Do the littlest of sounds seriously grind your gears and make your skin crawl every single time you try to sleep? Maybe it’s the innocuous-looking clock with a second hand that ticks obnoxiously right outside your bedroom. Or perhaps it’s your poor partner who tends to unconsciously smack his lips as he sleeps. Even their breathing gets on your nerves. But no one else around you appears to be just as annoyed by any of these noises — and you just don’t understand it! Why does it always seem like you’re the only one who ever notices these sounds? Well, maybe now you’d be a little relieved to hear that you’re not all that alone. Many others around the world can relate just as keenly to your possible predicament. One word: misophonia.


What Is Misophonia?

Misophonia is a recently discovered neurobiological disorder that makes sufferers more sensitive to certain sounds than the average individual, to a point where it enrages them or makes them feel anxious. The word itself means ‘hatred of sound’. This is quite different from the psychiatric condition known as phonophobia, where sufferers are fearful of loud noises. Instead, misophonia sufferers can’t seem to help but feel irrationally furious or panicked whenever they hear certain soft noises. The types of sounds that may trigger such reactions vary but a recent study found that breathing sounds and chewing or smacking noises are among the most common triggers.

When sufferers hear these noises, their skin feels as though it’s crawling and they exhibit clear physical signs of anger, including clenched jaws and fists. Research has found that at least 15% of the world population suffers from misophonia and women are in the vast majority of this figure. The anxiety and rage may, in turn, drive some of them to lash out at others.

Not much is fully understood about the way misophonia works, besides the physical effects that it may have on the sufferer. However, the lack of available research has led to derision in others. What these people fail to realise is that the reactions from misophonia sufferers differ from the average individual’s reactions to universally annoying sounds. People with misophonia seriously struggle with their daily lives as a result of their disorder, with stress levels that often skyrocket at the expense of their health. They are quite literally in fight or flight mode every single time they’re exposed to these sounds, exhibiting intense physiological signs of anxiety and stress, such as elevated heart rate and sweating.

But what happens when misophonia stops you from sleeping? Misophonia can affect your sleep quality in different ways. For sufferers who cohabitate with their partners, misophonia has gotten in the way of their relationships all too often. It’s not simply about snoring either. In many cases, those who suffer from misophonia may end up staying awake all night, feeling frustrated and angry when they share their bed with a partner who so much as breathes, just a decibel too loud. And they’ve got dark circles underneath their eyes to show for it. Worse is the guilt that may consume some of these sufferers, especially when they try to be honest about it. They know that their significant others can’t help it and they’re all too aware of the hurt that they may inflict on them. The problem is that they can’t help it either.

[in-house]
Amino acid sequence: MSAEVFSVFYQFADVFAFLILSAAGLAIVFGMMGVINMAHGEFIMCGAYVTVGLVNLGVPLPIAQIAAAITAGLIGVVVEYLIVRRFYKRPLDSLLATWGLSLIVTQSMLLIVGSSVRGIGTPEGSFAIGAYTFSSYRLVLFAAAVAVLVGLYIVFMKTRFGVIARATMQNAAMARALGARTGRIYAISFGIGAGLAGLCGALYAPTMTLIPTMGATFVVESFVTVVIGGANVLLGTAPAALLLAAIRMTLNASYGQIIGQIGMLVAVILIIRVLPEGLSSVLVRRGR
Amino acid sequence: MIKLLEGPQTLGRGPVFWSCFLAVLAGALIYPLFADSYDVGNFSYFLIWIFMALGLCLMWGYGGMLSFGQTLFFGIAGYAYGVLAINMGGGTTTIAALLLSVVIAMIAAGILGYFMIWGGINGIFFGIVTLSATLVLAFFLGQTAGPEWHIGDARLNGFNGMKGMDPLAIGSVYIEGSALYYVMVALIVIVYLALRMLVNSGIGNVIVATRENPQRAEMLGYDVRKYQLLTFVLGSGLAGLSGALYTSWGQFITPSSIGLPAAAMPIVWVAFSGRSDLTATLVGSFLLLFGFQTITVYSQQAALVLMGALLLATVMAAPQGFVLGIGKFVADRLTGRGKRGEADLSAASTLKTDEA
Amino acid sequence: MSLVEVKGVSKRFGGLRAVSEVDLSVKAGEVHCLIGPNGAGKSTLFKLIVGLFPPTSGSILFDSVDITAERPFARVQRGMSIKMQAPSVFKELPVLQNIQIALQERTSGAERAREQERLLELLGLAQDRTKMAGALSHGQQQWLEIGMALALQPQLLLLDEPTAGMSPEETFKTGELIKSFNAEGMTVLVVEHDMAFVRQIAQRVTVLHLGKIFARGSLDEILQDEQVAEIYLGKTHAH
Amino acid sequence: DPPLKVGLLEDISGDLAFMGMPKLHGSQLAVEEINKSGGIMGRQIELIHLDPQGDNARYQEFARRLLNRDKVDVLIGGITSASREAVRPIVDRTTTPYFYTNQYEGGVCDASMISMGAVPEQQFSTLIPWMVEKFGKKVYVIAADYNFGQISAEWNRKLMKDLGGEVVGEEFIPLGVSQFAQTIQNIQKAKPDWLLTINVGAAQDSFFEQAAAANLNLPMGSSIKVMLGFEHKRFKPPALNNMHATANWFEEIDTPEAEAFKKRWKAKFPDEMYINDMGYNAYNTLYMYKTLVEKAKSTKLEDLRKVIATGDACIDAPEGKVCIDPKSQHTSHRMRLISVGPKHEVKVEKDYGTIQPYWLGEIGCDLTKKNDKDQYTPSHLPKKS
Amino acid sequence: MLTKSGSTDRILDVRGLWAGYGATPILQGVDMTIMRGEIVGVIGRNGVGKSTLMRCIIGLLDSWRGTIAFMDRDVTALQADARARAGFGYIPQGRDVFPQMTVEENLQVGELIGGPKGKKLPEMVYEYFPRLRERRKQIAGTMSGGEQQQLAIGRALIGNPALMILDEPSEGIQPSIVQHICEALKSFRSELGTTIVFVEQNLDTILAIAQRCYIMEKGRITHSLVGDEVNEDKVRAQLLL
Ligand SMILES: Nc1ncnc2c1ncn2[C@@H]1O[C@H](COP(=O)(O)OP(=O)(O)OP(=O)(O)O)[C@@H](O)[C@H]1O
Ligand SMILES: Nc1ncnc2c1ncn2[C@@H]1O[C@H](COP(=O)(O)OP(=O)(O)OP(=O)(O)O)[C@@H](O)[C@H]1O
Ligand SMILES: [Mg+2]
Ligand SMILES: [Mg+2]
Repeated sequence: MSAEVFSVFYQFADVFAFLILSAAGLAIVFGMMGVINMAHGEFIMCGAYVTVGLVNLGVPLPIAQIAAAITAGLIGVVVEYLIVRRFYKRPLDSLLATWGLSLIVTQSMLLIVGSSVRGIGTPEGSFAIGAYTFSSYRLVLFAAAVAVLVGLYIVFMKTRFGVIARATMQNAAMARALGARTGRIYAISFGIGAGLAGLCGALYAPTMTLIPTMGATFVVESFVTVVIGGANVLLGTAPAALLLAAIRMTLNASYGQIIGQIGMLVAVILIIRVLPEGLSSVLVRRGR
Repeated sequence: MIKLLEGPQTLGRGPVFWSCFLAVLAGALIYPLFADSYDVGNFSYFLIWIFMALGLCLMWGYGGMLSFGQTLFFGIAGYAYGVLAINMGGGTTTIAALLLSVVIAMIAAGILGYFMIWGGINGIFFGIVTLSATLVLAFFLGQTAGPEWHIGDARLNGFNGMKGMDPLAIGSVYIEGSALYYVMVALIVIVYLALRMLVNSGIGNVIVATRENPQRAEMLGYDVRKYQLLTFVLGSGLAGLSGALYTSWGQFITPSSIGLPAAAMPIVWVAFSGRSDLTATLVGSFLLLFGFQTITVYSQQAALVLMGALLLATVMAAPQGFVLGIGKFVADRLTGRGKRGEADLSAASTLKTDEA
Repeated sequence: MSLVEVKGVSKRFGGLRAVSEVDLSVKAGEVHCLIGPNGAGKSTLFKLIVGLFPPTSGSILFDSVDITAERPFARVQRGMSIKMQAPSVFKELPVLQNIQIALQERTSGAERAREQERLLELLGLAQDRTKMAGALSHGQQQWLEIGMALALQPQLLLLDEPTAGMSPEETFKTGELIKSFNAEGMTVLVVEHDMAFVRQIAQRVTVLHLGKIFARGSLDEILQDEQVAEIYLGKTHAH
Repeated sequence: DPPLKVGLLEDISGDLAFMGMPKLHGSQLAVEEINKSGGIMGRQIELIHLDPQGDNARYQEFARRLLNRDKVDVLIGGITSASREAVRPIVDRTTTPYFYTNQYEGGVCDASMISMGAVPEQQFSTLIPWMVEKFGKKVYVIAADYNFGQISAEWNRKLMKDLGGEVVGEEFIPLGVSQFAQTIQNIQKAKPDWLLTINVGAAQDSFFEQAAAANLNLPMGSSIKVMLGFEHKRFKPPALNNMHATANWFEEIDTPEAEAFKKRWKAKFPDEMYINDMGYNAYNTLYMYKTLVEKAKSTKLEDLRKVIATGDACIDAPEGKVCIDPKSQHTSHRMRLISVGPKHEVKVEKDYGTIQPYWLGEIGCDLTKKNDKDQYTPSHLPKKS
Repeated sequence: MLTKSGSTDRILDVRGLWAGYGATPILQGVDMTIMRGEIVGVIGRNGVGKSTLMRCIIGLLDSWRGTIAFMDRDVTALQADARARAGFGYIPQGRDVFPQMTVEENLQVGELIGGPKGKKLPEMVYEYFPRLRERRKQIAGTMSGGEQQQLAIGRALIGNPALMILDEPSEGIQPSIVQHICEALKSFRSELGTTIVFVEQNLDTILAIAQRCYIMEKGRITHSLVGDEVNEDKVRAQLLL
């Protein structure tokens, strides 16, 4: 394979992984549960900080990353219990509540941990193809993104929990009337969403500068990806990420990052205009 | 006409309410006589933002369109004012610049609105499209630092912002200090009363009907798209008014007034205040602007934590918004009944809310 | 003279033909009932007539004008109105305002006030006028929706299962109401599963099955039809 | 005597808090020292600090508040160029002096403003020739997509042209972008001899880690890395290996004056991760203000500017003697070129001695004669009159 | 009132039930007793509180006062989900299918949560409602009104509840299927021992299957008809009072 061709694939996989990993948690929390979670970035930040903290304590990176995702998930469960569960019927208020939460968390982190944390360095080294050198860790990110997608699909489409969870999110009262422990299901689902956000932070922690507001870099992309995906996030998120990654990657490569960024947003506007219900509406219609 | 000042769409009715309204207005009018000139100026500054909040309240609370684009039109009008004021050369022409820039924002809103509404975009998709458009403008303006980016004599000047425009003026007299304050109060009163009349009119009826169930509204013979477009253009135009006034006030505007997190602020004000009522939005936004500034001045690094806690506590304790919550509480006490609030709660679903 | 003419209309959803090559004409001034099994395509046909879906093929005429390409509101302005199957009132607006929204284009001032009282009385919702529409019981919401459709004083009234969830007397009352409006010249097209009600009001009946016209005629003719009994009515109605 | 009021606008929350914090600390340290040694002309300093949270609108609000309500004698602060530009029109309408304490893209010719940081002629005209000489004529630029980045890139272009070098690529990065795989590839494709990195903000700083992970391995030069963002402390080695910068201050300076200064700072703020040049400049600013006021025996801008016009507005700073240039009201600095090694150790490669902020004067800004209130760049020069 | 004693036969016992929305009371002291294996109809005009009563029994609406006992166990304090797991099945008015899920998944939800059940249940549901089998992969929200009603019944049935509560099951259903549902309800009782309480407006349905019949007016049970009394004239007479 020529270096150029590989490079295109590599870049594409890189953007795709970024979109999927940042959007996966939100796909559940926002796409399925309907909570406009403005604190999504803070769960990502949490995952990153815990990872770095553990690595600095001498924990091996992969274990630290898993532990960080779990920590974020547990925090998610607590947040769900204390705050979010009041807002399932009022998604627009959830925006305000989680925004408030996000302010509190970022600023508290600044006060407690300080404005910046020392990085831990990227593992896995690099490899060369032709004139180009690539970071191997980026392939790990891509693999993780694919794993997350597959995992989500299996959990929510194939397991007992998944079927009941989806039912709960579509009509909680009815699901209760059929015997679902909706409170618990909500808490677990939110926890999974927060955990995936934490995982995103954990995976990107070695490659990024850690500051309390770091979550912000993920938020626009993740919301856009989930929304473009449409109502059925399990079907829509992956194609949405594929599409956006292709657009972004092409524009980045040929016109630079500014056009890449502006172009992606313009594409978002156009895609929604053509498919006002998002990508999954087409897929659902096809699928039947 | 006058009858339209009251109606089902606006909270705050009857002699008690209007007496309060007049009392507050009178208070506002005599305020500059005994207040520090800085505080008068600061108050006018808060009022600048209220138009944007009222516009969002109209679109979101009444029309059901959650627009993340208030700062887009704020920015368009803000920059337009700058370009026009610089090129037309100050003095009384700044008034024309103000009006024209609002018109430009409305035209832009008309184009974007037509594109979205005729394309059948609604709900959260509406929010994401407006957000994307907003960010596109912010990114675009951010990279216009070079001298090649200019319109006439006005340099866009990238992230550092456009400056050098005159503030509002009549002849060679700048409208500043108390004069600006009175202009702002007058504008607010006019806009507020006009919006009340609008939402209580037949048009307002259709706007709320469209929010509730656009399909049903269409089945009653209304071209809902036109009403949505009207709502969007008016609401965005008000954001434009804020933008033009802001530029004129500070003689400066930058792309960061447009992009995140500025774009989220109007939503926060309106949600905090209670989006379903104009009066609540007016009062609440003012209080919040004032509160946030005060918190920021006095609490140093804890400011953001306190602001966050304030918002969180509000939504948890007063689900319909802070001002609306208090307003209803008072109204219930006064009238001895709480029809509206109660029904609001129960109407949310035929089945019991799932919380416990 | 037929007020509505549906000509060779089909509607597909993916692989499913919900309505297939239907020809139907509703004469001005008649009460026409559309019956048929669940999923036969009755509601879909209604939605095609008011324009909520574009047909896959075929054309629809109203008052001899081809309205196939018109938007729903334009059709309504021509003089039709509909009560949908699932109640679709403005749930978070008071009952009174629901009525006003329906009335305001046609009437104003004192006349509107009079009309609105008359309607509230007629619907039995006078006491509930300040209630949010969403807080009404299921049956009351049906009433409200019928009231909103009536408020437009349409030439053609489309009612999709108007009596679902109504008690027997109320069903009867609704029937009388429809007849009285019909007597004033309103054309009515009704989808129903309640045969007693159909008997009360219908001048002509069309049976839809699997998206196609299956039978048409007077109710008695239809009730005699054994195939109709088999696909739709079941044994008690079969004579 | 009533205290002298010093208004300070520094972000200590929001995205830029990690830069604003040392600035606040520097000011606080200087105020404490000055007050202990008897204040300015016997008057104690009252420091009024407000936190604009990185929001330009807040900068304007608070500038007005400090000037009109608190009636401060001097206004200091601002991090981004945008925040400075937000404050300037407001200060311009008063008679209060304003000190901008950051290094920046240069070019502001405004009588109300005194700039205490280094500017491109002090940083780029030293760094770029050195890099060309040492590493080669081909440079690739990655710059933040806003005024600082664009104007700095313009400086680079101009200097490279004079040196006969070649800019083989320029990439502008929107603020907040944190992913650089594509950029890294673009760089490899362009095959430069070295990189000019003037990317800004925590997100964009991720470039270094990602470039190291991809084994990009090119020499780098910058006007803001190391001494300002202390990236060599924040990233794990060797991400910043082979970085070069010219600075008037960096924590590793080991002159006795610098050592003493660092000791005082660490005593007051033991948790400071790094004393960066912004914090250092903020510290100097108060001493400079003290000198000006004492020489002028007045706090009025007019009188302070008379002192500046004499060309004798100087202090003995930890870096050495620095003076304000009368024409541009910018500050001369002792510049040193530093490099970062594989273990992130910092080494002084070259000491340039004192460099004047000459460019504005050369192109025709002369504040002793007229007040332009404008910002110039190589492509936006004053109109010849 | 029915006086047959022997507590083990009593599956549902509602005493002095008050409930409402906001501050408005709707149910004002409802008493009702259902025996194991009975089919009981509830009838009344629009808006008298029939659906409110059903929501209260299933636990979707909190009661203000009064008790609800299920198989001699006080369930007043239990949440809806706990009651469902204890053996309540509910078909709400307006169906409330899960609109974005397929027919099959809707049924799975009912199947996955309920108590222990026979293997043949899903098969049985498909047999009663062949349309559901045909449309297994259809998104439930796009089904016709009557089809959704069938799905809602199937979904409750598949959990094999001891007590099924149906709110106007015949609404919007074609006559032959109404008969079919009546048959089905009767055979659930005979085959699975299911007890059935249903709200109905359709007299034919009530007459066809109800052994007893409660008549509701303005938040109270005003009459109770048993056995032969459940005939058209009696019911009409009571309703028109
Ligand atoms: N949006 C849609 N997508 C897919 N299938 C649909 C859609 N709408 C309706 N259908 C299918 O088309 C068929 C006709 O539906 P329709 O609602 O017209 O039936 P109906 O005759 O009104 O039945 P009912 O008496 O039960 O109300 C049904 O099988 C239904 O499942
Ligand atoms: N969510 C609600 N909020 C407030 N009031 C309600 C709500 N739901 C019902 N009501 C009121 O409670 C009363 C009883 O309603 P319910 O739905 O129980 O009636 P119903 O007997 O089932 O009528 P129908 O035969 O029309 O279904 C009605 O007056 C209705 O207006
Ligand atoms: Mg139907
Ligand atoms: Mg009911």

The Misophonia’s Guide To Better Sleep

Despite how little scientists know or understand about the finer inner workings of misophonia, research has been more optimistic when it comes to treatment and therapy. Experts found that the use of neutral auditory distraction may be able to alleviate the distressing physical effects of misophonia. Other sufferers have also been able to benefit from cognitive behavioural therapy and are now better able to manage their symptoms in their daily lives. Here are a couple of strategies that you could try if you suspect that you suffer from misophonia:

Listen To White Noise Whenever You Sleep

Consider plugging in your earphones and listening to some white noise. If you’re unfamiliar with this term, white noise simply refers to a combination of all the different frequencies of sound. This combination of different frequencies is the reason why white noise is so effective at masking other sounds. Misophonia sufferers find that they can, therefore, finally sleep in peace. A simple search online would yield numerous videos of white noise on YouTube alone. In fact, you would’ve probably heard white noise at least once in your life without even searching for it. One example of white noise is the sound of a whirring fan. This is probably why some people find that they’re unable to sleep without their fans switched on and, instead, become extremely sensitive to other anxiety-inducing noises.

Use A Pair Of Earplugs

Earplugs are an oldie but a goodie, especially if you’re not willing to sleep with a comparatively bulkier pair of earphones or headphones. They may not be quite as effective as white noise when it comes to masking sounds, but it’s better than having to fix those dark circles under your eyes all the time, right?